PESHAWAR, Pakistan (AP) - A bomb-laden car exploded Saturday in
northwestern Pakistan as police were trying to pull a body from it,
killing seven policemen and a passer-by, authorities said.
It appeared to be the first time militants in Pakistan had
targeted security forces by using a body as a lure, and it
underscored the challenge facing Pakistan as it tries to root out
al-Qaida, Taliban and other insurgents based along its border with
The Saturday morning explosion comes less than a week after
gunmen attacked Sri Lankan cricket players in eastern Pakistan and
amid rising political turbulence from a court decision to bar an
opposition leader from office.
The turmoil in the nuclear-armed country is of concern to U.S.
and other Western officials, who need Pakistan to focus on
combating militants involved in the fight in Afghanistan.
The explosion occurred in the Badaber area, a small town on the
outskirts of the main northwest city of Peshawar, where residents
recently evicted a group of militants with help from the police.
The move prompted militant threats of retaliation.
Initially, senior police official Safwat Ghayur said a suicide
car bomber detonated his vehicle when officers at a roadblock
motioned it to stop near the Khyber tribal region, a part of
Pakistan's semiautonomous tribal belt where military forces have
staged offensives to stem militant activity.
But officials at the scene said further investigation showed the
police were led to a trap.
An area police chief, Rahim Shah, told The Associated Press
officers who were dispatched to Badaber after an unknown caller
alerted them to the presence of a body in a car parked not far from
a farm field.
"Police went there. They found the white car. They also saw a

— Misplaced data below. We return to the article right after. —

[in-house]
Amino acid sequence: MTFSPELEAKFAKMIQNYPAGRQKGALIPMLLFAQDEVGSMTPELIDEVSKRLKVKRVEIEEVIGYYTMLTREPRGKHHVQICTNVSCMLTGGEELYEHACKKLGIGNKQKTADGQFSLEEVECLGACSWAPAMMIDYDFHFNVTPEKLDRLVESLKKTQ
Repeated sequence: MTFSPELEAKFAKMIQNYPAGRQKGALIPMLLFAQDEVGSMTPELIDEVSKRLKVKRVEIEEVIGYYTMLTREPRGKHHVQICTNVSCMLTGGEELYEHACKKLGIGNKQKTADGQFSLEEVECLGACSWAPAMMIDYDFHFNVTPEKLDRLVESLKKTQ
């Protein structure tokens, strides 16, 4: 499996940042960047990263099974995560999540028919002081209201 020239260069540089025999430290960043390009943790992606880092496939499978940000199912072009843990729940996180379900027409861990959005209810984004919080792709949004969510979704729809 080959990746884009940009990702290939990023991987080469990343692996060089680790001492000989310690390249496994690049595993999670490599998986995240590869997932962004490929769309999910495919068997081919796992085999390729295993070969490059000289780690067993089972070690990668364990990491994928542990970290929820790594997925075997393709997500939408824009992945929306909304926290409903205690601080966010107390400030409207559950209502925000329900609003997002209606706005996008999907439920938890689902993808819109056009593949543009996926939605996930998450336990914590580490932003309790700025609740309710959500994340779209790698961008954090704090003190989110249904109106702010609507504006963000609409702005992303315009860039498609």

body inside, but when they were pulling it out, the car bomb went
off," he said, calling it a "new technique."
Pakistan recently claimed victory in an offensive against
militants in Bajur, a nearby tribal region where the military and
insurgents have been battling since August. Officials also say they
are close to flushing out militants in nearby Mohmand tribal area.
But while the U.S. has praised those offensives, saying they
have helped reduce violence in neighboring Afghanistan, Pakistan
has raised alarm bells in the West by engaging in peace talks with
Taliban militants not far away in the northwest's Swat Valley.
British Foreign Secretary David Miliband on Friday urged
Pakistani politicians to stop feuding and unite to focus on the
"mortal threat" the country faces from Islamist militants.
Opposition leader Nawaz Sharif intends to lead a massive march
on the capital in the coming week after a court ruled he cannot
stand for office because of prior criminal convictions. The main
purpose of the so-called "Long March" is to push the government
to restore the chief justice of the Supreme Court.
Miliband's comments followed Tuesday's attack on the cricket
players, in which gunmen killed six police and a driver and wounded
seven players. Miliband said it was "vital" that President Asif
Ali Zardari and Sharif "unite against the mortal threat that
Pakistan faces, which is a threat from its internal enemies."